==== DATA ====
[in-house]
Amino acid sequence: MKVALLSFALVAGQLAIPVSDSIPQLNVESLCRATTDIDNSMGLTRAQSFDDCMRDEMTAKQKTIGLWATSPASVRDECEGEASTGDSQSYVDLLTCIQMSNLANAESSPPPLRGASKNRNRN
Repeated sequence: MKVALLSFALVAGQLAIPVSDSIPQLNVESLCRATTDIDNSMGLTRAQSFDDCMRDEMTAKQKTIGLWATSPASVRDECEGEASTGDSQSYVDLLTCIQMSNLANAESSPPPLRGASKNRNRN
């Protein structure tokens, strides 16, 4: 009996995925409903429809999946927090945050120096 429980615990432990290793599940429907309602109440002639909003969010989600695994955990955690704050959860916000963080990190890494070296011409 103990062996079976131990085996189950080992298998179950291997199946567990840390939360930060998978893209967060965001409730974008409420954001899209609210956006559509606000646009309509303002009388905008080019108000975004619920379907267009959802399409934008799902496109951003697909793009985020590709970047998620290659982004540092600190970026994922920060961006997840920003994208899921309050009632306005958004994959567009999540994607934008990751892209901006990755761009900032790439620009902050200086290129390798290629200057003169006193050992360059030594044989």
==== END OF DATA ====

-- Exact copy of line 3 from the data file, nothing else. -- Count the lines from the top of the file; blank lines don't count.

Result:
Repeated sequence: MKVALLSFALVAGQLAIPVSDSIPQLNVESLCRATTDIDNSMGLTRAQSFDDCMRDEMTAKQKTIGLWATSPASVRDECEGEASTGDSQSYVDLLTCIQMSNLANAESSPPPLRGASKNRNRN